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Pharyngeal cancer

From Biology-Online Dictionary | Biology-Online Dictionary
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A cancer in pharyngeal tissues


The pharynx refers to the cavity behind the mouth and the nasal cavity and opens to either the esophagus or the larynx. It is the hollow tube in the neck. Two sets of pharyngeal muscles form the pharynx, i.e. an inner layer of longitudinal muscles and an outer layer of circular muscles. The human pharynx is comprised of three sections: (1) the nasopharynx, (2) the oropharynx, and (3) the laryngopharynx.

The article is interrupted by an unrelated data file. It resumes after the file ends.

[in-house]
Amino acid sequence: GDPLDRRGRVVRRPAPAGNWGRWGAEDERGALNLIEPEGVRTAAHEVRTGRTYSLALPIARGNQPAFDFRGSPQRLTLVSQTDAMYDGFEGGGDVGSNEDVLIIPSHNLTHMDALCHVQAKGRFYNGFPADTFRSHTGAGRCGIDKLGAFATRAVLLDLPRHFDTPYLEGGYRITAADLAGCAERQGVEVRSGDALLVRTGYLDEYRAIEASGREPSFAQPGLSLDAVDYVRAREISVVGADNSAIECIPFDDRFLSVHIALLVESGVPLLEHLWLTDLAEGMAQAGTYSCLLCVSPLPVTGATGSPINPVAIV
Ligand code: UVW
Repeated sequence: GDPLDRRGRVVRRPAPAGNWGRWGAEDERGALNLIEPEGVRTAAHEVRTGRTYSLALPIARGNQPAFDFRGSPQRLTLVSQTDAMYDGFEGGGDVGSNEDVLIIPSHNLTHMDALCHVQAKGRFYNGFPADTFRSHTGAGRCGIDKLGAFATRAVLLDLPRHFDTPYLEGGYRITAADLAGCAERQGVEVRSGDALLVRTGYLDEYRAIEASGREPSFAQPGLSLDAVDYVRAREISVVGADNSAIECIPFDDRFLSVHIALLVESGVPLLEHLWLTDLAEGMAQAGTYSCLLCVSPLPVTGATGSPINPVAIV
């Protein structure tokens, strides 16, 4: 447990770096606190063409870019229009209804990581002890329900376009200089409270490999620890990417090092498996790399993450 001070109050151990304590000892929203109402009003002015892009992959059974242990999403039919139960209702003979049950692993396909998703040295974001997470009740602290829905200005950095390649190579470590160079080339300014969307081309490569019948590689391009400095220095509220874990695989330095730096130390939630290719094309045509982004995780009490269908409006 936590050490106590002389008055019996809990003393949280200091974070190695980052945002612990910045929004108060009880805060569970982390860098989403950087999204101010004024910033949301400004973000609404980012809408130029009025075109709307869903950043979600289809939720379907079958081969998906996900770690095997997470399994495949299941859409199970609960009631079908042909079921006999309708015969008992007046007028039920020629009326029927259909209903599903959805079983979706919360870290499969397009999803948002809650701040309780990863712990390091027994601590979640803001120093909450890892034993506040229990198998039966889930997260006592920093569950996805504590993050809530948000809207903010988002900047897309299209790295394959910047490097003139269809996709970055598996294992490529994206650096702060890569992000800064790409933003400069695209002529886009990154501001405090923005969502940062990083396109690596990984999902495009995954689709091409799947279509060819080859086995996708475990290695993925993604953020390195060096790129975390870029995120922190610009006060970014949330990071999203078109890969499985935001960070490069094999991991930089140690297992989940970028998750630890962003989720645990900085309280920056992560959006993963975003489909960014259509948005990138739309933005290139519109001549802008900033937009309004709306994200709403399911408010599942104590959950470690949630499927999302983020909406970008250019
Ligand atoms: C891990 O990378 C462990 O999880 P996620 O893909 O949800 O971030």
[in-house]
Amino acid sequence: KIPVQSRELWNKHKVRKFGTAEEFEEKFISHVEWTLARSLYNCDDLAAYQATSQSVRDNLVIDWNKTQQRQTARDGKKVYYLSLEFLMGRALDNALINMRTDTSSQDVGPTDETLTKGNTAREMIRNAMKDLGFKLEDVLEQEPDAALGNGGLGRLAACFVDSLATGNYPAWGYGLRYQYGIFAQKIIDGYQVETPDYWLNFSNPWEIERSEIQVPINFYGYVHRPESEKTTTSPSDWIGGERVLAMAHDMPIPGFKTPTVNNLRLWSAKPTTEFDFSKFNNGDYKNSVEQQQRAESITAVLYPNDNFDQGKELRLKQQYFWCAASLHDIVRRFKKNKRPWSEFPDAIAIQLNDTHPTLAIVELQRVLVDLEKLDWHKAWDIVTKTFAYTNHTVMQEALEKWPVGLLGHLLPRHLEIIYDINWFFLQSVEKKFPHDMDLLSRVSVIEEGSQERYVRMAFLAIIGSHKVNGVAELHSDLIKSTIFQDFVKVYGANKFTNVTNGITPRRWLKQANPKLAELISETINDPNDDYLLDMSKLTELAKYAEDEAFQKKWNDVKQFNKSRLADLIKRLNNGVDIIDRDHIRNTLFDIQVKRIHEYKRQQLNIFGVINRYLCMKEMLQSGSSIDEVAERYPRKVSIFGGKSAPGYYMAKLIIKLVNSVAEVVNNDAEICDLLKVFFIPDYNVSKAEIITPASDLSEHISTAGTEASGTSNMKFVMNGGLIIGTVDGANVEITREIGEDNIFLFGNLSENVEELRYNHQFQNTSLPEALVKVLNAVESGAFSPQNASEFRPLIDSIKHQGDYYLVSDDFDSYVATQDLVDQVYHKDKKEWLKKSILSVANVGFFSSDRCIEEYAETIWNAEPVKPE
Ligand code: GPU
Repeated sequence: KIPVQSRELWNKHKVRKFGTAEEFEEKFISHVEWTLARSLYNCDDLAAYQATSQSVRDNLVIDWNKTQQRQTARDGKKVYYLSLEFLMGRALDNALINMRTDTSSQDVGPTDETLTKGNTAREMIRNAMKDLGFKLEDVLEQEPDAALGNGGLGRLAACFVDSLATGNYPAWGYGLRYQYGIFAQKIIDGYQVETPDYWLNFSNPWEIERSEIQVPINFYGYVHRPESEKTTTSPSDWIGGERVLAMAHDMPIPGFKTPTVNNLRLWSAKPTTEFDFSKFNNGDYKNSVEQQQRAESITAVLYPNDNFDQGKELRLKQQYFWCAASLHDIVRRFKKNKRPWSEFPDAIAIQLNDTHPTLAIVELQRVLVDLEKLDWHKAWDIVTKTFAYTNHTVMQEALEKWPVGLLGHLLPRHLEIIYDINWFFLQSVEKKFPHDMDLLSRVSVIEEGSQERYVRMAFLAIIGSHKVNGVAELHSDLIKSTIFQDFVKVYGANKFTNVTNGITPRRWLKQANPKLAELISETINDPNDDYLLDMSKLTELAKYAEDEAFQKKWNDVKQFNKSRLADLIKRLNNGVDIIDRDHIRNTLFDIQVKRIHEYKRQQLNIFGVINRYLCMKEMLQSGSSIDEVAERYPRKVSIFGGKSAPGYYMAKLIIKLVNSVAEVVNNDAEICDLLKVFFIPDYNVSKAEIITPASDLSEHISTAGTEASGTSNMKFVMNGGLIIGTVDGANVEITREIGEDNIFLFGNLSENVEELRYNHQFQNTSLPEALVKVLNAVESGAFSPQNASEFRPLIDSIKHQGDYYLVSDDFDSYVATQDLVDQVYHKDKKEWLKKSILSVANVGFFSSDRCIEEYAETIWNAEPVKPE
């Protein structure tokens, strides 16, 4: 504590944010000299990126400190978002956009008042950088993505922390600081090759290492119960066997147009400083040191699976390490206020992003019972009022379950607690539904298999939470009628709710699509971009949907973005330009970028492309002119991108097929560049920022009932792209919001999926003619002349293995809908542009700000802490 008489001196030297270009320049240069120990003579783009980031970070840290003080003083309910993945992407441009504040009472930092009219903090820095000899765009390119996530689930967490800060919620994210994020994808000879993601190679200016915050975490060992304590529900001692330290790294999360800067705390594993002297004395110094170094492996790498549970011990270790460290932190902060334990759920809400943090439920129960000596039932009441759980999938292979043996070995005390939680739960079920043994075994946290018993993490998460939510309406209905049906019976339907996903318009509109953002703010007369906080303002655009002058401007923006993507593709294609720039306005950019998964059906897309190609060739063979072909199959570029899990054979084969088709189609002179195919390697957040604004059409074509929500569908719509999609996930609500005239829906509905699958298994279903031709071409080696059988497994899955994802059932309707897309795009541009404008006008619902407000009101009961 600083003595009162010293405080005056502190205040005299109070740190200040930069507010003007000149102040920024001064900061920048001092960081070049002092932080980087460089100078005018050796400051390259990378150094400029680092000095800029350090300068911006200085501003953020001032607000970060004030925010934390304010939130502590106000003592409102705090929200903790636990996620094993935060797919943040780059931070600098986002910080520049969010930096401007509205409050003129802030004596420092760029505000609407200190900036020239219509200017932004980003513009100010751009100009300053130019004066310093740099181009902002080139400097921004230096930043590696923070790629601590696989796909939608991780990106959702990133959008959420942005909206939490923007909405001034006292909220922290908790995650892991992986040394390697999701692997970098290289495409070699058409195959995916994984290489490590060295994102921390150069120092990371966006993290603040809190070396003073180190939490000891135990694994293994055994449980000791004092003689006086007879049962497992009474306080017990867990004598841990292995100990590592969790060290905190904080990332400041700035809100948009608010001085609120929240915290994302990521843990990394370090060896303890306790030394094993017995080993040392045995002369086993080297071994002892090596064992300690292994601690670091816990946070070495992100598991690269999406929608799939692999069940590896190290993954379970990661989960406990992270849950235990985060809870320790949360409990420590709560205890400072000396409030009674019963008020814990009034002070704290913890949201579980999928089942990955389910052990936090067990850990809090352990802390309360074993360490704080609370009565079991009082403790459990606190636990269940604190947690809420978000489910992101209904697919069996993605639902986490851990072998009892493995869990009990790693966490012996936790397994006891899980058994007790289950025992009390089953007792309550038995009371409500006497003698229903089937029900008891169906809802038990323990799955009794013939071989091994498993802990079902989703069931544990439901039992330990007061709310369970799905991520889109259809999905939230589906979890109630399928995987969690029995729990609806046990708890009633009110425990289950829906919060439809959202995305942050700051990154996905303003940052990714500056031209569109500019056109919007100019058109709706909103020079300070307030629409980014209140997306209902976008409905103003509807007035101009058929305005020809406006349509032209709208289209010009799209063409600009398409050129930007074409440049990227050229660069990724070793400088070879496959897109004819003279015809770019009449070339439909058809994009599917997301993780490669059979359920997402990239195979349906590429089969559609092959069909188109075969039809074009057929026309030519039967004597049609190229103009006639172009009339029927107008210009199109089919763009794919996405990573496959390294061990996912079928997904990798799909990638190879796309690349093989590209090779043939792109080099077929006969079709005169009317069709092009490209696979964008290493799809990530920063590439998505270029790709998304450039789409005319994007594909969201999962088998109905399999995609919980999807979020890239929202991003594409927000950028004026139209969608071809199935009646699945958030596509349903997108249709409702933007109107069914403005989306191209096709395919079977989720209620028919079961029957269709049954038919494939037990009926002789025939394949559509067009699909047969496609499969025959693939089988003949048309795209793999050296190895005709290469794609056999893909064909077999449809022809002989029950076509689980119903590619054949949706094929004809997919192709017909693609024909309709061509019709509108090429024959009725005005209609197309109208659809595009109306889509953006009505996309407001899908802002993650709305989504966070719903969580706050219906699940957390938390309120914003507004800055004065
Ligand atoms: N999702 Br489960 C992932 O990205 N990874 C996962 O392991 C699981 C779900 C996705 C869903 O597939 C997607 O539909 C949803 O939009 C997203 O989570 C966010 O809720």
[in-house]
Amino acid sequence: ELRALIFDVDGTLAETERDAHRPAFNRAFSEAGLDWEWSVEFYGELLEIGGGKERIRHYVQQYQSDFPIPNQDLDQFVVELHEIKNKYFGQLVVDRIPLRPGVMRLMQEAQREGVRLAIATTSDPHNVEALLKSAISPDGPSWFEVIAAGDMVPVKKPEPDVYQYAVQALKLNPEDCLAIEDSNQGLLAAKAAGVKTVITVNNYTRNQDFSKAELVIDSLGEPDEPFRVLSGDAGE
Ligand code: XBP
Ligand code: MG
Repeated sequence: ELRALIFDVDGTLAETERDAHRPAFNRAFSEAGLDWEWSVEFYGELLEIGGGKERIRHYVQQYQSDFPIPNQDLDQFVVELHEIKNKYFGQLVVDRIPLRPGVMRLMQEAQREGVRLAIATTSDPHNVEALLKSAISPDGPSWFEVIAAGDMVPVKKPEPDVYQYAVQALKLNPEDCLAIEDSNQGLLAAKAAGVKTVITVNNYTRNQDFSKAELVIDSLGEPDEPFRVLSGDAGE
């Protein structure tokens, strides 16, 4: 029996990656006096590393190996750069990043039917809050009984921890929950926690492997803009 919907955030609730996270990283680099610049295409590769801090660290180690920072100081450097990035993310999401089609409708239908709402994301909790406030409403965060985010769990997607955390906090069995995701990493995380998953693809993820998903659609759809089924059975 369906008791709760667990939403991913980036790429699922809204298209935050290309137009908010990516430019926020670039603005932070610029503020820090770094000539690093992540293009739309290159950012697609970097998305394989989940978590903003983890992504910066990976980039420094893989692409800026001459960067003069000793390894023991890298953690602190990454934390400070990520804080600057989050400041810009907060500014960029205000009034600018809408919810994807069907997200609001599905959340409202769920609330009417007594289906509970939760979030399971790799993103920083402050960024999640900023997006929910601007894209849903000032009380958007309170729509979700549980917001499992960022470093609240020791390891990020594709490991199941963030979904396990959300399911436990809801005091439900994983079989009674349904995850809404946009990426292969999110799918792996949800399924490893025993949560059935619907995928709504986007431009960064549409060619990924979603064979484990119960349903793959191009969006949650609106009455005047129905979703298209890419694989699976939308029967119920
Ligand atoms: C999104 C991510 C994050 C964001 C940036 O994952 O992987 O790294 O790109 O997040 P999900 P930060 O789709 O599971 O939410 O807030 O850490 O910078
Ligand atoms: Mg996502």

Cancer that forms in the tissues of the pharynx is called pharyngeal cancer. Thus, pharyngeal cancer may be classified as cancer of the nasopharynx (e.g. upper part), cancer of the oropharynx (middle part), and cancer of the laryngopharynx (lower part). The symptoms depend on the affected part of the pharynx. For instance, cancer of the nasopharynx may include nosebleeds while cancer forming on the lower part is characterized by difficulty in swallowing. Other common symptoms are chronic sore throat, lumps in the upper neck, swelling of the neck, hoarseness, persistent cough, etc.

Some of the risk factors include smoking, alcohol consumption, Epstein-Bar virus infection, human papillomavirus infection, asbestos exposure, and formaldehyde exposure.


  • throat cancer

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